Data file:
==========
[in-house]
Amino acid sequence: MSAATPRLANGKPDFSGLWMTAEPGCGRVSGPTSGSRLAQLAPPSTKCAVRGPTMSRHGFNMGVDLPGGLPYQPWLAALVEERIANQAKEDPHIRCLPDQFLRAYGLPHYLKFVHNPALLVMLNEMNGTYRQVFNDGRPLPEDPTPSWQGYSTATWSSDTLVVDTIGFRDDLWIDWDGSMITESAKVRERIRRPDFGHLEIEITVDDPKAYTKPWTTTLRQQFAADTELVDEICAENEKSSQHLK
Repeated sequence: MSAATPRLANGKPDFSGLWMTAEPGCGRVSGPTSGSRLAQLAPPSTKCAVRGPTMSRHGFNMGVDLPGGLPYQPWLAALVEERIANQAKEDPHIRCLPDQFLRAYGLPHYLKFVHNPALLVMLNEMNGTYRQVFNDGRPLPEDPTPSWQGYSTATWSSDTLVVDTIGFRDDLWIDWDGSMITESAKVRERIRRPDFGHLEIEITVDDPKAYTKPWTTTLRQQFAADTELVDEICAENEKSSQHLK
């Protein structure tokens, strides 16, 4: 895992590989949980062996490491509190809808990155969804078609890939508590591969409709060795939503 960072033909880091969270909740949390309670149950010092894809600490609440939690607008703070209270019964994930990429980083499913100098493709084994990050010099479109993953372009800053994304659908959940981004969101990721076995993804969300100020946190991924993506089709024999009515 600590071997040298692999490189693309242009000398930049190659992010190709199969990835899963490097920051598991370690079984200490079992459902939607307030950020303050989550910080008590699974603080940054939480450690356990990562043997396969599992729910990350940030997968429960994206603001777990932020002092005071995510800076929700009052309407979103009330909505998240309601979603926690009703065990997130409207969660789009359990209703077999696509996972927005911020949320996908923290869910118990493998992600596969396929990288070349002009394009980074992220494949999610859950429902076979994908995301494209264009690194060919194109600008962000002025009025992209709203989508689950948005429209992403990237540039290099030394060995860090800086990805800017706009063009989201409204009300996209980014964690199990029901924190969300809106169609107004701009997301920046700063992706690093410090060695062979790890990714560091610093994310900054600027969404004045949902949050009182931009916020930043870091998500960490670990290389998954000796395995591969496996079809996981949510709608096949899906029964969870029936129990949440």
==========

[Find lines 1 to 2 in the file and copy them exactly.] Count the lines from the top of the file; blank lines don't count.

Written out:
[in-house]
Amino acid sequence: MSAATPRLANGKPDFSGLWMTAEPGCGRVSGPTSGSRLAQLAPPSTKCAVRGPTMSRHGFNMGVDLPGGLPYQPWLAALVEERIANQAKEDPHIRCLPDQFLRAYGLPHYLKFVHNPALLVMLNEMNGTYRQVFNDGRPLPEDPTPSWQGYSTATWSSDTLVVDTIGFRDDLWIDWDGSMITESAKVRERIRRPDFGHLEIEITVDDPKAYTKPWTTTLRQQFAADTELVDEICAENEKSSQHLK